As the technology to create more fully electric vehicles advances, most of the world’s roads are full of petrol or diesel powered vehicles that are still releasing harmful pollutants into the atmosphere. One shorter term solution could be to go half way by creating hybrids. These are electric motors that are powered by diesel. There are many hybrid cars already easily available to buy, but what about other modes of transport?
Vantage Power is a company that retrofits diesel double decker buses with hybrid diesel engines to greatly reduce emissions. Similarly, these retrofitted hybrids look no different to other double-decker buses; the changes are all under the hood.
The whole of the diesel engine is removed to make way for a self contained, fully pre-assembled hybrid system. This merges an internal combustion engine with an electric system, meaning the engine is used to charge the battery pack. This allows the engine to be run at its most efficient point so that fuel can be saved and emissions improved. This allows the engine to be turned off when the bus is sitting in traffic or moving slowly, which means idle emissions are not being produced.
There is a consistent 40% improvement in fuel consumption for these hybrids when compared to normal diesel powered buses. Before, the bus would have achieved a fuel consumption of about 4.5 miles to the gallon, but the hybrids regularly use a greatly improved eight miles to the gallon. This could save bus operators up to £20,000 worth of fuel per bus per year.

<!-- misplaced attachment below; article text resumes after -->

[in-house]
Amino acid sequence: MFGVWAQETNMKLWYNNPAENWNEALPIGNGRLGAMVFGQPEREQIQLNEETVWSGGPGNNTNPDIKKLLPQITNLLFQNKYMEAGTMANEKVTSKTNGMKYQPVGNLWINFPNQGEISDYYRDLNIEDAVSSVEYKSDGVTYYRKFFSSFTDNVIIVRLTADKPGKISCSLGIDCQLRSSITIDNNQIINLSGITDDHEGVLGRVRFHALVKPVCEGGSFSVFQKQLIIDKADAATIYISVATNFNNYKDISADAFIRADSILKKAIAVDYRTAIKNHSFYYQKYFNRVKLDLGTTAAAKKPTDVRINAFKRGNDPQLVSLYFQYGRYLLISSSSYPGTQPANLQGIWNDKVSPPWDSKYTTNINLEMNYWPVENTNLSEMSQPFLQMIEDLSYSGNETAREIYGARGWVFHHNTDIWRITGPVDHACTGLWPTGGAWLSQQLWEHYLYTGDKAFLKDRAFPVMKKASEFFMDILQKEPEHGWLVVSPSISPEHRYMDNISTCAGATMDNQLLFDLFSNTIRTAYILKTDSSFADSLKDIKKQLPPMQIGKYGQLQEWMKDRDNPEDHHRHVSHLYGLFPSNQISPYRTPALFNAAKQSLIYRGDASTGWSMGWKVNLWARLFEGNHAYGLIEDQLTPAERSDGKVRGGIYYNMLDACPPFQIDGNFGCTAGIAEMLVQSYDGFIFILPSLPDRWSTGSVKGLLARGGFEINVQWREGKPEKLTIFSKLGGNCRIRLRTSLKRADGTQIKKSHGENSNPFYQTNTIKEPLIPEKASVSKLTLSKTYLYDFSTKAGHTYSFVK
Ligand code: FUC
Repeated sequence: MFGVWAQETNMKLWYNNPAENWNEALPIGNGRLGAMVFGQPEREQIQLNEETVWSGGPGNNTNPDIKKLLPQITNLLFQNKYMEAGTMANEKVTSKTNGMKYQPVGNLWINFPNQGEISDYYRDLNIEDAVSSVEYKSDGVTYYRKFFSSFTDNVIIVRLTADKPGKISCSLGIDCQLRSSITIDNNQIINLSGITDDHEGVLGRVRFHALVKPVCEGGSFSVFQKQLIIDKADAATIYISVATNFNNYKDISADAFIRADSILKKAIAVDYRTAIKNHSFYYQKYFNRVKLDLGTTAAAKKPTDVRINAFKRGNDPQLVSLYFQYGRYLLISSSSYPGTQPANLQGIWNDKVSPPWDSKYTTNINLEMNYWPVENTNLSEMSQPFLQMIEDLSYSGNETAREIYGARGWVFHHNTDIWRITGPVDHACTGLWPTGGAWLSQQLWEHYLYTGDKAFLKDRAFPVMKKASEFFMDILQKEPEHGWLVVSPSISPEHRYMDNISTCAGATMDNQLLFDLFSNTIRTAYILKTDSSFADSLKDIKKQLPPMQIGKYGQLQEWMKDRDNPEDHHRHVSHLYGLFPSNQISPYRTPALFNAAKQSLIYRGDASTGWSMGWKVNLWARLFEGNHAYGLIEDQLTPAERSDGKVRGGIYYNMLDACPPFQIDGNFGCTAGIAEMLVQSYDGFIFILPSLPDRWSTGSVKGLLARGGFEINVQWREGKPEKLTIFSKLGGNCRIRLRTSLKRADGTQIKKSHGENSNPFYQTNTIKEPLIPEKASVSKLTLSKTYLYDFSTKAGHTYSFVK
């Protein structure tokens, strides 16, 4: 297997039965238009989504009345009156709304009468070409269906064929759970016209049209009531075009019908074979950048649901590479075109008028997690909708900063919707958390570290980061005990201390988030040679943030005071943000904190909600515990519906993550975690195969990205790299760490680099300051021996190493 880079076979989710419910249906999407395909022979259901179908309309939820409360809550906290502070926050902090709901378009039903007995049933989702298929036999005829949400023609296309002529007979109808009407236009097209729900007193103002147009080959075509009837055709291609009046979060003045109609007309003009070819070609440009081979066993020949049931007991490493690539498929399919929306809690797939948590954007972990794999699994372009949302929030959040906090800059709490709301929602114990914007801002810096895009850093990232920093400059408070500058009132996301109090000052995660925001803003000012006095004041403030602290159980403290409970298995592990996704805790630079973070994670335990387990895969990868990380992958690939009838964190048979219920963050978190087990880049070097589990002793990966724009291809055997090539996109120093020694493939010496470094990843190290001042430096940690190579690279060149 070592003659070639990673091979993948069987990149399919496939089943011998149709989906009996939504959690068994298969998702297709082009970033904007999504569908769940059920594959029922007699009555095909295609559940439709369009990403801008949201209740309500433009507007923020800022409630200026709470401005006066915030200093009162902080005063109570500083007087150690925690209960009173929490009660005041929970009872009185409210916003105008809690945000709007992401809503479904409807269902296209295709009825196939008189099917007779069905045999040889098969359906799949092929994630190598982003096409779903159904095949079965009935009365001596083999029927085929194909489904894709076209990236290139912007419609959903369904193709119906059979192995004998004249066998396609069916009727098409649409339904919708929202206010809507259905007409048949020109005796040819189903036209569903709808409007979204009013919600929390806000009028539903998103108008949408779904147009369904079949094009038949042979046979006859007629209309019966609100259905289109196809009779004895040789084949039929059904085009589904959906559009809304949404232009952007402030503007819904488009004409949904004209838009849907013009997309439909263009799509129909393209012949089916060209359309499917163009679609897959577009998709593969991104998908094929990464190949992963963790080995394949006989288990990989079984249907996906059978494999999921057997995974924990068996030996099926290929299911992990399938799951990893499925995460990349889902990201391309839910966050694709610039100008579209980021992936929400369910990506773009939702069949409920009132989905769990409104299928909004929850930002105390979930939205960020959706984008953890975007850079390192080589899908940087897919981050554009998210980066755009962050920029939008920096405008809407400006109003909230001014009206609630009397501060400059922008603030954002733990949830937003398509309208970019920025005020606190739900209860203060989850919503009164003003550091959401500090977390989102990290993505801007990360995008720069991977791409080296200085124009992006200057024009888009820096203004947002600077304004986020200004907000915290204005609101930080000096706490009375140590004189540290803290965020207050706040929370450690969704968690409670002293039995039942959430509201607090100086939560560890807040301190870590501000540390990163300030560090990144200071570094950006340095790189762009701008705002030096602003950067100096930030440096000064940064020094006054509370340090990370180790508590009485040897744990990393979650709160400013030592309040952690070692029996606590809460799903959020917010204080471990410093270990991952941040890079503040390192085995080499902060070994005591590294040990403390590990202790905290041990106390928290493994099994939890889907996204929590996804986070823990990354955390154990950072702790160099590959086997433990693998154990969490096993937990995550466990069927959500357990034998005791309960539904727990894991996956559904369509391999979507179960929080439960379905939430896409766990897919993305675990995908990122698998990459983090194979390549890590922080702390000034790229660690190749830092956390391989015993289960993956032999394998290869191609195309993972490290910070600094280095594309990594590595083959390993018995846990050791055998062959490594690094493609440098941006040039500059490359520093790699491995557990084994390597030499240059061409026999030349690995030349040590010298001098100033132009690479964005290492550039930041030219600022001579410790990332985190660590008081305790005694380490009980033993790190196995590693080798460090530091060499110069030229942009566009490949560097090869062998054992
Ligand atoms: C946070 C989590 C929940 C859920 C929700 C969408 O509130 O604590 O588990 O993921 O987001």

Is there a solution to air pollution?
Air pollution is definitely an important and dangerous problem when it comes to public health. Road transport is a huge contributor to this situation and encouraging people to walk and cycle instead of driving is definitely beneficial to reducing the pollutants in the air and also to reduce the health risks associated with it.
Realistically, people still need to travel further distances. While electric vehicles are the long term aim for roads of the future, hybrids seem to be the most successful short-term solution and transition to green transport.
There's a couple of mistakes/omissions in the article.
That's not actually correct, the record electric car speed is 18 hours 53 minutes, whereas the fastest scheduled public transport route takes 22 hours 45 minutes.